Let it rain. He welcomes it.
As Peyton Newell thinks about it, some of his best football games have come on rainy days.
There was that rainy day his freshman year when he had four sacks. And there was that rainy day last fall when he spent the night living in the opponent’s backfield, piling up three more sacks and eight tackles for loss.
“It seems like the most important days in my life so far have been on rainy days,” says Newell, the highly sought-after defensive end recruit from Hiawatha, Kan., who has the Huskers on his short list.
When it rains, he shines.
When it rains, he thinks more than ever about Mom.
He was just 5 when she died. He barely knew her, but still she occupies a significant part of his thoughts.
“She’s a main part of me,” he says. “She’s definitely most of my motivation.”
Missy Newell was diagnosed with breast cancer just before his first birthday. She fought it for almost five years.
Newell still remembers sitting with his grandmother on the porch on the toughest day, the last day -- Oct. 19, 2001.
“There are some days that are happy, and also a few sad days in your life,” his grandmother told him. “But most of these days are happy. This will be one of the few sad days.”
Because he was so young, his memories of his mother are few, though he can recall crawling up into her hospital bed. They played tic-tack-toe.
As he’s grown, he gathered whatever memories of her that people could paint for him. They’d tell him how hard she worked, the kind way she treated people, how she made them feel special.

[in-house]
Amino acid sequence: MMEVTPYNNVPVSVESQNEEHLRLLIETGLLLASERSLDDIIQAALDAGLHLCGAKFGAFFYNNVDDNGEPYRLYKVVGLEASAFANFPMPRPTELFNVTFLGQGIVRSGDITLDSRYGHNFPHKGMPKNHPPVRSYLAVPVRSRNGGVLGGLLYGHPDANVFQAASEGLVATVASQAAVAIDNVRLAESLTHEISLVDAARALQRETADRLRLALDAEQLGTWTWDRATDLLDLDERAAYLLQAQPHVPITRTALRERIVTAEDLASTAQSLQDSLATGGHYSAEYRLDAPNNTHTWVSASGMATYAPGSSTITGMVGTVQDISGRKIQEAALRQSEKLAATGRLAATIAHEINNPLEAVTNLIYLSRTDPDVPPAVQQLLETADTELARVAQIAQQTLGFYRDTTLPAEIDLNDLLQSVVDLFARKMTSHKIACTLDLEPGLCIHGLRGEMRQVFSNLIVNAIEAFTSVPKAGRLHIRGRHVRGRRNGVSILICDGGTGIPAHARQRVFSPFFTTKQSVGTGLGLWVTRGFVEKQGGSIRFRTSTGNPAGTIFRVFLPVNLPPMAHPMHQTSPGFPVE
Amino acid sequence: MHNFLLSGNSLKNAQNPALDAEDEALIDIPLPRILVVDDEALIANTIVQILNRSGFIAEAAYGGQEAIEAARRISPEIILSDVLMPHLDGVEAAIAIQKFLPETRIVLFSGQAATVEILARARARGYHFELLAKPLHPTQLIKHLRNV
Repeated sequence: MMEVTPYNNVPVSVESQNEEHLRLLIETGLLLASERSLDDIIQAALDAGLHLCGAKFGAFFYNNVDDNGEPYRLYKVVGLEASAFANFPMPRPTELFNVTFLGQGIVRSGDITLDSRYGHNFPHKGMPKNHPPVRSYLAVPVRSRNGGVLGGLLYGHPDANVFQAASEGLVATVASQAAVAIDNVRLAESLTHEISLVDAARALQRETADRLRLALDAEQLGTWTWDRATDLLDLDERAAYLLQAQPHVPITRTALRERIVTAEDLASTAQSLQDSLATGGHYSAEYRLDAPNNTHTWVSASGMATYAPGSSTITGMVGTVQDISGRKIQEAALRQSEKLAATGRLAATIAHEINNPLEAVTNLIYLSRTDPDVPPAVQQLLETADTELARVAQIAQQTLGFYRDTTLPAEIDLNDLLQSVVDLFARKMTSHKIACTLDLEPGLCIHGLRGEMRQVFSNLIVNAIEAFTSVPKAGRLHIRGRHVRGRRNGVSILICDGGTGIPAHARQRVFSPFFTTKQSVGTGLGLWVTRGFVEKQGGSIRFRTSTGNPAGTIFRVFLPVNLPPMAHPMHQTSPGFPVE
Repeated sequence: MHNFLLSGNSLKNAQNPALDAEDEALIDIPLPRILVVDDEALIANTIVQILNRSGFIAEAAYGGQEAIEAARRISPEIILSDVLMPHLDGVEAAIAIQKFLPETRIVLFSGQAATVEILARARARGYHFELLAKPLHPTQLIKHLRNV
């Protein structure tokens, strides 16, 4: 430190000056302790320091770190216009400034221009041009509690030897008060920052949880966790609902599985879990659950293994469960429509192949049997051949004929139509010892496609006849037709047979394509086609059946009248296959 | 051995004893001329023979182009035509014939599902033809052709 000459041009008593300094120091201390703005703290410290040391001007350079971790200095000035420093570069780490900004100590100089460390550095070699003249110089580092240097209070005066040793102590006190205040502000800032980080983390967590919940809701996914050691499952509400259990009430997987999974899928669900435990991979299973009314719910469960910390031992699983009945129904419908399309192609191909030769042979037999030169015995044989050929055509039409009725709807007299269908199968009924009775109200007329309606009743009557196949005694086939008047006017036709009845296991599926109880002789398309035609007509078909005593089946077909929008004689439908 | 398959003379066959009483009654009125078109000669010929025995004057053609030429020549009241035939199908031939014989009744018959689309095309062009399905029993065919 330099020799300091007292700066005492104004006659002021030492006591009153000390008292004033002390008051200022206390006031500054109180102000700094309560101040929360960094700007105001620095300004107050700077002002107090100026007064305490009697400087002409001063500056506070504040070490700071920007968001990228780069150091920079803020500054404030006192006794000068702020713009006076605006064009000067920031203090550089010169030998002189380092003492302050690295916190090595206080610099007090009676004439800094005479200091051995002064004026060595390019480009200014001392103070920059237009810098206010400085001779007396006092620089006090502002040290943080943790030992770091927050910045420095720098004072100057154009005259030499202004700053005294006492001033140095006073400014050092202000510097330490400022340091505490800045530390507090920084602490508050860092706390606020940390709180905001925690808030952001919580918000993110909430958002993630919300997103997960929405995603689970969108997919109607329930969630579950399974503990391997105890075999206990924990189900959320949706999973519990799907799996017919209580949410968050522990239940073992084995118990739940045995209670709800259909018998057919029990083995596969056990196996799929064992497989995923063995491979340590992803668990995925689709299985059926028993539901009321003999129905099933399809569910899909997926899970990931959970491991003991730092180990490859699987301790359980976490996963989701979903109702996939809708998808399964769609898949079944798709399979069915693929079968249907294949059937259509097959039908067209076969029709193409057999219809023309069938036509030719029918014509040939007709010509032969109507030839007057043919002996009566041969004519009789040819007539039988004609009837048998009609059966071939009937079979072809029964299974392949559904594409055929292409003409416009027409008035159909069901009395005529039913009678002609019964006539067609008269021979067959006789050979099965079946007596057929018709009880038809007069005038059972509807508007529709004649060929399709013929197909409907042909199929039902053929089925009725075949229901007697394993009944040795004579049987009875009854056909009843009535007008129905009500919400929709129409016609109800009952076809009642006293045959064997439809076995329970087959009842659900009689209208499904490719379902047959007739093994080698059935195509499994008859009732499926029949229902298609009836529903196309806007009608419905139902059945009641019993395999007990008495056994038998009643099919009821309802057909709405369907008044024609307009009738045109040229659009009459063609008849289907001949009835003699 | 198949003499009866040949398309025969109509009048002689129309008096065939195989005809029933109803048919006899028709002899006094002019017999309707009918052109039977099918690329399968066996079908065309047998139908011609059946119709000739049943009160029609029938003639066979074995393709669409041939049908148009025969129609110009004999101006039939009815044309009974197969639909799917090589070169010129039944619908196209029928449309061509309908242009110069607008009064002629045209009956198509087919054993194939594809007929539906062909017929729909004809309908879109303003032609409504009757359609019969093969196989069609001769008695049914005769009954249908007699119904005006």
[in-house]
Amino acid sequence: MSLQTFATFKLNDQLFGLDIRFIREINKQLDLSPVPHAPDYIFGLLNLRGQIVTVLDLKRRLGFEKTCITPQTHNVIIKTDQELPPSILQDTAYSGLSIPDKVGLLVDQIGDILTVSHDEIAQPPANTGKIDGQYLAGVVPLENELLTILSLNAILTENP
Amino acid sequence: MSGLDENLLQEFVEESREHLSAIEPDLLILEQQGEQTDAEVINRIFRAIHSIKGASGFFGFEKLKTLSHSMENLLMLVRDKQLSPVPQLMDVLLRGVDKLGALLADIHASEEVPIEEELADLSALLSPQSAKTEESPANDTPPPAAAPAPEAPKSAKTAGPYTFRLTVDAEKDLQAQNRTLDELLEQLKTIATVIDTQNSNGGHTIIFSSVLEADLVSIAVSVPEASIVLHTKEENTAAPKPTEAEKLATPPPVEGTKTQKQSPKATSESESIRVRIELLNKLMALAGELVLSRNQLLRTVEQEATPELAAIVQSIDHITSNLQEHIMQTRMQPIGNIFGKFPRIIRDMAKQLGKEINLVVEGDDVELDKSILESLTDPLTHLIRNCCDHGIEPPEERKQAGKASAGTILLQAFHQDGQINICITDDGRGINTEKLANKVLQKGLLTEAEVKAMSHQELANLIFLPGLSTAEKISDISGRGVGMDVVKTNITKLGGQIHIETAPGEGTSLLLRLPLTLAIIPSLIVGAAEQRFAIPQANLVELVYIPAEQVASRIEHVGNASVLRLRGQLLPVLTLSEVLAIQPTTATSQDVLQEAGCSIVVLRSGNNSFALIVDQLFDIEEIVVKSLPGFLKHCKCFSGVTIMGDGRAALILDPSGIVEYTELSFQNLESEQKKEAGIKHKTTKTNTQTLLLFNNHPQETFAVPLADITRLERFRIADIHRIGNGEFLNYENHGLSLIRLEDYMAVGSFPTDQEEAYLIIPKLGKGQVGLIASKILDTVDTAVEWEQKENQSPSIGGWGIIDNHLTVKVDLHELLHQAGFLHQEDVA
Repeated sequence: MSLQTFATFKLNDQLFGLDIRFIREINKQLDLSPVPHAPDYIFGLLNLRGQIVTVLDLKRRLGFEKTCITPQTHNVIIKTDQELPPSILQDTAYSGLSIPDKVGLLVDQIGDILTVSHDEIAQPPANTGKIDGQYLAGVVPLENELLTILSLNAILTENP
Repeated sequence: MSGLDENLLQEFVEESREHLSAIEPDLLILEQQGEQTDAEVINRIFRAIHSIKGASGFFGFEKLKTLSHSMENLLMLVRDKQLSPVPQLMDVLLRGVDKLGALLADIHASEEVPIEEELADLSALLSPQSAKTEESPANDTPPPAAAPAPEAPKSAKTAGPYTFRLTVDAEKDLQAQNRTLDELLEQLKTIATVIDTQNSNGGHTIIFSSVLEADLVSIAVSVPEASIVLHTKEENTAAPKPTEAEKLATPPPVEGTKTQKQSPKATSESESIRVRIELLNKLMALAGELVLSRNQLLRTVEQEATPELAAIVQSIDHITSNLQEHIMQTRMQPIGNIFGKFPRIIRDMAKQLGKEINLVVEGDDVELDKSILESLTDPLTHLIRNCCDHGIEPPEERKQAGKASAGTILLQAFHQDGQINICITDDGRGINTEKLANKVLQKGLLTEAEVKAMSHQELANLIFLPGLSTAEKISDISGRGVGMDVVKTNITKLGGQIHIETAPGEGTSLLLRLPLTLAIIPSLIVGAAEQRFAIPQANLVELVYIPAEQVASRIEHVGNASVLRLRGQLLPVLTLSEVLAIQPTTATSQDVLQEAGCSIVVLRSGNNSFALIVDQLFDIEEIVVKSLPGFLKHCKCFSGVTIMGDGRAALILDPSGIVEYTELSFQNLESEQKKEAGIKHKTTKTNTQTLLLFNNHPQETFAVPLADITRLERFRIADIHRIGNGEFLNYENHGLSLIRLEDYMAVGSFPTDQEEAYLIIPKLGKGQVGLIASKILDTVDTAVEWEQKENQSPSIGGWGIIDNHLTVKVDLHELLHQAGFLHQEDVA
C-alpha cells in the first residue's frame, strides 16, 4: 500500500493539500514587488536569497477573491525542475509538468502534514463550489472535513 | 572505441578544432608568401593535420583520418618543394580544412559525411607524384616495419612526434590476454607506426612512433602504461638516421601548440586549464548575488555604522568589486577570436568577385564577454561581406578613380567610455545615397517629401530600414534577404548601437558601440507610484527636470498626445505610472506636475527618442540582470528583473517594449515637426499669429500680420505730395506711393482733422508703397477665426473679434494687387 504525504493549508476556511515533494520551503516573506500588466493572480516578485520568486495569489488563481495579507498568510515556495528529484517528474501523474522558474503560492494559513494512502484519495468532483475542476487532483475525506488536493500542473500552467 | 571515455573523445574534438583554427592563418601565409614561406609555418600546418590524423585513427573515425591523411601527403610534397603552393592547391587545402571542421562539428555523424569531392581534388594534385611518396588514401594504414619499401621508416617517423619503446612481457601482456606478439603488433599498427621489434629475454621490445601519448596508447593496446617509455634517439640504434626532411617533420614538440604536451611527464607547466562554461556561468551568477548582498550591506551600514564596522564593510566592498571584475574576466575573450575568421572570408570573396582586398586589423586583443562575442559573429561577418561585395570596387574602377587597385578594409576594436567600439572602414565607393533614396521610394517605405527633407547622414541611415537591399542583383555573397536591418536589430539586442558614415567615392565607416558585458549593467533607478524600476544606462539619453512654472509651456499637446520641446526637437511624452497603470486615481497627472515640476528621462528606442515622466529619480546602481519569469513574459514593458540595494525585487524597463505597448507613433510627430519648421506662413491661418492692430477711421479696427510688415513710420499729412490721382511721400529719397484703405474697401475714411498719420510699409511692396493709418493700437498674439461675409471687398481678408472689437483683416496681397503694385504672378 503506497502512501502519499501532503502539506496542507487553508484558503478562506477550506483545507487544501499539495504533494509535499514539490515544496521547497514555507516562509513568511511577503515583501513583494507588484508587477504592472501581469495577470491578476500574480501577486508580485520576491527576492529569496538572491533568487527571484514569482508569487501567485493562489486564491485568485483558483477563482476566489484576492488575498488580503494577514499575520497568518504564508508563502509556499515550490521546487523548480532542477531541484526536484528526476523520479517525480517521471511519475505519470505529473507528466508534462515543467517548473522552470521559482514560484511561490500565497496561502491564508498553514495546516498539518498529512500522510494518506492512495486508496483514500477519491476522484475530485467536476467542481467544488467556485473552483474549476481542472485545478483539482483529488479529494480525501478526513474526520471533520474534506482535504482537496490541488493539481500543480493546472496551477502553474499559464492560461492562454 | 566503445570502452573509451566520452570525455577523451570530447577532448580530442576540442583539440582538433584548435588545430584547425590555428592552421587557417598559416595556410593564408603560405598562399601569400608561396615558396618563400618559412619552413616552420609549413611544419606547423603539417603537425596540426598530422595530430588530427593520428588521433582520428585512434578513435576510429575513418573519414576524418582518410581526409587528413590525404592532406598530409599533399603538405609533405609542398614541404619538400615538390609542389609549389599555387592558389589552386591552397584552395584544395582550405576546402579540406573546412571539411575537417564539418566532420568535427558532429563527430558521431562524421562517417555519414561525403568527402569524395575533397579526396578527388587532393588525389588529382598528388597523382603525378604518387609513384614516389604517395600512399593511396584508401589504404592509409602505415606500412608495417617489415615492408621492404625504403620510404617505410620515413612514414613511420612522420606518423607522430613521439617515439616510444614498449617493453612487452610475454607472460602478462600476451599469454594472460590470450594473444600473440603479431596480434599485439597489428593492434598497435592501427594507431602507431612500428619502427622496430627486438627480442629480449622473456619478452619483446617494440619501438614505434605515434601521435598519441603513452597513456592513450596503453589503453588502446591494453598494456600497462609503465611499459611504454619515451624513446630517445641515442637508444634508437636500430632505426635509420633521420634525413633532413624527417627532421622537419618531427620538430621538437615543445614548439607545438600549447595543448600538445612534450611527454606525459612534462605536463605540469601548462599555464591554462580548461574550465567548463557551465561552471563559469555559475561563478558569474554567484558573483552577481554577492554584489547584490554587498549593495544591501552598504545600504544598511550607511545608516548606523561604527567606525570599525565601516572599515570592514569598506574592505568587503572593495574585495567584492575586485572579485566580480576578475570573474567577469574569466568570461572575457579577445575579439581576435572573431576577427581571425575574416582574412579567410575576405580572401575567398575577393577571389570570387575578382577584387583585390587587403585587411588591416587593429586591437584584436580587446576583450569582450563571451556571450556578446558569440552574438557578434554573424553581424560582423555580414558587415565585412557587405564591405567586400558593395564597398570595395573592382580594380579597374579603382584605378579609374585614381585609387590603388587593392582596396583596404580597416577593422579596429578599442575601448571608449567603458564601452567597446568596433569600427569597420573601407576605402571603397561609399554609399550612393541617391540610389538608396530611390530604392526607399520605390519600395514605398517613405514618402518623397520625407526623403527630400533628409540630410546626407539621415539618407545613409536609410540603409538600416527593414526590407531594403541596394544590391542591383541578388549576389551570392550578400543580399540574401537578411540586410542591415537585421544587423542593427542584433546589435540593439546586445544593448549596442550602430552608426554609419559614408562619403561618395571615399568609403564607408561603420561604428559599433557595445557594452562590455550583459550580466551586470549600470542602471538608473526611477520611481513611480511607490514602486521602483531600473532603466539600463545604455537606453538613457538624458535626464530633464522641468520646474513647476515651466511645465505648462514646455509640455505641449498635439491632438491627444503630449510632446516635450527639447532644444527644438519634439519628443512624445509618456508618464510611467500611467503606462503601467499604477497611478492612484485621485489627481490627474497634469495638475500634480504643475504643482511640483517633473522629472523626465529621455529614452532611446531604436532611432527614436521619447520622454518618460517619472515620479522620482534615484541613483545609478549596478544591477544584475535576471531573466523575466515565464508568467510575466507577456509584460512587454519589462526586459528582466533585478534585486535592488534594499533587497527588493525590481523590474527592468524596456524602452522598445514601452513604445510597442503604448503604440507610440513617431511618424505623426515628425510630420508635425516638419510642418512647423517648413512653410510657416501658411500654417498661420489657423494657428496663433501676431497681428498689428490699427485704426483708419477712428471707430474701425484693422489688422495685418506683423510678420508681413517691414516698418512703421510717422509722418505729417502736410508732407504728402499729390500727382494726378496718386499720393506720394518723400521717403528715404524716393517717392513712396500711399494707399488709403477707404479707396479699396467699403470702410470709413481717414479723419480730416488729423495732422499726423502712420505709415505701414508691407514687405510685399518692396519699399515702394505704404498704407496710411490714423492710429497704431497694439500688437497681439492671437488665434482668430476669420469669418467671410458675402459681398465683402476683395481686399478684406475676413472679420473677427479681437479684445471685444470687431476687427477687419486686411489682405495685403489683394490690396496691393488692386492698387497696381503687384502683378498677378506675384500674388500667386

“That means a lot to me to know,” Newell says. “Even though I didn’t know her, I can still carry on her legacy through me.”
When it rains, he takes it as a sign from her. It comforts him.
And his grandma was right, too. There are so many happy days.
Some of the best may yet be ahead for Newell, whose size, agility and constant harassment of those toting a football has made the 6-foot-2, 280-pound recruit a target of college coaches since he was in the eighth grade.
His strength certainly isn’t in debate. Newell says he can squat 700 pounds, bench 400, hang clean 345, run the 40 in 4.8 seconds, and jump 33 inches.
He comes from a family of strong men. Peyton’s grandpa Billy Howard was a WWE wrestler who used to train Hulk Hogan and wrestle with Andre the Giant. And his father, Frank, once benched 225 pounds 38 times during a workout in the family basement. Dad was 40 at the time.
“I don’t know if I’ll ever do that,” says the recruit, though that doesn’t mean he won’t hotly pursue his father's feat. He wakes up every morning at 5:30 for weightlifting and conditioning.
The payoff for setting that alarm clock early is clear in the numbers. His SPARQ rating (a test of Speed, Power, Agility, Reaction and Quickness) of 98.85 is the highest of any defensive lineman in the country, according to ESPN's recruiting page.
All this has made Newell a prospect of great import to Husker coaches, who have stressed the need to win the battles of top players within the 500-mile radius of Lincoln.